K-141 Kursk Submarine - Russia:
K-141 Kursk was an Oscar-II class nuclear-powered cruise missile submarine of the Russian Navy, lost with all hands when it sank in the Barents Sea on 12 August 2000. Kursk was a Project 949A Антей (Antey, Antaeus, also known by its NATO reporting name of Oscar II). It was named after the Russian city Kursk, around which the largest tank battle in military history, the Battle of Kursk, took place in 1943. One of the first vessels completed after the end of the Soviet Union, it was commissioned into the Russian Navy's Northern Fleet.
During her five years of service, Kursk completed only one mission, a six-month deployment to the Mediterranean during the summer of 1999 to monitor the United States Sixth Fleet responding to the Kosovo crisis. This was due to a lack of funds for fuel. As a result, many of her crew had spent little time at sea and were inexperienced.
Kursk joined the "Summer-X" exercise, the first large-scale naval exercise planned by the Russian Navy in more than a decade, on 10 August 2000. It included 30 ships including the fleet's flagship Pyotr Velikiy ("Peter the Great"), four attack submarines, and a flotilla of smaller ships. The crew had recently won a citation for its excellent performance and been recognized as the best submarine crew in the Northern Fleet. While it was an exercise, Kursk loaded a full complement of combat weapons. It was one of the few ships authorized to carry a combat load at all times.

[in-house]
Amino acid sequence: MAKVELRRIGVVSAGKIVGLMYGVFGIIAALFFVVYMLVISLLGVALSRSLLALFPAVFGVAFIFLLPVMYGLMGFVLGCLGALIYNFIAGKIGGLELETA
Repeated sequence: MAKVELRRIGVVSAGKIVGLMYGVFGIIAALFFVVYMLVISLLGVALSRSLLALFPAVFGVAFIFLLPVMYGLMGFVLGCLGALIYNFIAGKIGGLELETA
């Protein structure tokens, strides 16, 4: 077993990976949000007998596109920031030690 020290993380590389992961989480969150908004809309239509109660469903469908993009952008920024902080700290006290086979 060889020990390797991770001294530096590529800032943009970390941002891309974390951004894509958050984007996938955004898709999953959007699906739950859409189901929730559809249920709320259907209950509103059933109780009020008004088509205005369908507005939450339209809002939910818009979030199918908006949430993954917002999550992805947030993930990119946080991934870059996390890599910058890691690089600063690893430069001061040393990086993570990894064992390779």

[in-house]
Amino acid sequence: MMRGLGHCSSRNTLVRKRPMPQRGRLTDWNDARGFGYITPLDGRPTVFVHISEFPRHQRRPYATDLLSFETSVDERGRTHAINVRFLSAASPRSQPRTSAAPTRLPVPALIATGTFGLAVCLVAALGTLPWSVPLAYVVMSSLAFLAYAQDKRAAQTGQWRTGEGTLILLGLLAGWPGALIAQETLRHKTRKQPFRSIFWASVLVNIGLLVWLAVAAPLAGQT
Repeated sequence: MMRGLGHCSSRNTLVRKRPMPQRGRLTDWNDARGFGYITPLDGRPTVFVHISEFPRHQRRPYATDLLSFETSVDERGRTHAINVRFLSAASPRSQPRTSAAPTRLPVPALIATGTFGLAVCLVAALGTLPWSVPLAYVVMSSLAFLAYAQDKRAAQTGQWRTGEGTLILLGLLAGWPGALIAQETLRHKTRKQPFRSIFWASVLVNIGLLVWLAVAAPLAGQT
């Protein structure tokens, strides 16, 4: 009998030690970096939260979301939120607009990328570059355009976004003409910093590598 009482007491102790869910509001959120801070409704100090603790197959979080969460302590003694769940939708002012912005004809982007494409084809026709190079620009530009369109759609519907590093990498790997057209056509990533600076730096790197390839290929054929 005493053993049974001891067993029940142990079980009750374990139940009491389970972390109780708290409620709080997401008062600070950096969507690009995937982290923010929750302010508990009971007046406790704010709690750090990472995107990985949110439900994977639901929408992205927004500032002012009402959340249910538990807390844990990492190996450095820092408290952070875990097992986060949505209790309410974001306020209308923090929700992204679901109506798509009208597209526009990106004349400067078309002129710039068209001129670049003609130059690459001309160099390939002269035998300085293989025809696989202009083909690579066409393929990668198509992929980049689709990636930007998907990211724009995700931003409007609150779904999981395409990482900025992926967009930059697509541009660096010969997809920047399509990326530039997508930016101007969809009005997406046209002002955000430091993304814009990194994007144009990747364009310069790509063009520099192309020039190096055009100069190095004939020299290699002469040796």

On the first day of the exercise, Kursk successfully launched a Granit missile armed with a dummy warhead. Two days later, on the morning of 12 August, Kursk prepared to fire dummy torpedoes at the Kirov-class battlecruiser Pyotr Velikiy (Peter The Great). These practice torpedoes had no explosive warheads and were manufactured and tested at a much lower quality standard.
On 12 August 2000, at 11:28 local time, there was an explosion while preparing to fire. The Russian Navy's final report on the disaster concluded the explosion was due to the failure of one of Kursk's hydrogen peroxide-fueled Type 65 torpedoes. A subsequent investigation concluded that HTP, a form of highly concentrated hydrogen peroxide used as propellant for the torpedo, seeped through a faulty weld in the torpedo casing. When HTP comes in contact with a catalyst, it rapidly expands by a factor of 5000, generating vast quantities of steam and oxygen. The pressure produced by the expanding HTP ruptured the kerosene fuel tank in the torpedo and set off an explosion equal to 100–250 kilograms (220–550 lb) of TNT.
The submarine sank in relatively shallow water, bottoming at 108 metres (354 ft) about 135 km (84 mi) off Severomorsk. A second explosion 135 seconds after the initial event was equivalent to 3-7 tons of TNT. The explosions blew a large hole in the hull and collapsed the first three compartments of the sub, killing or incapacitating all but 23 of the 118 personnel on board. More details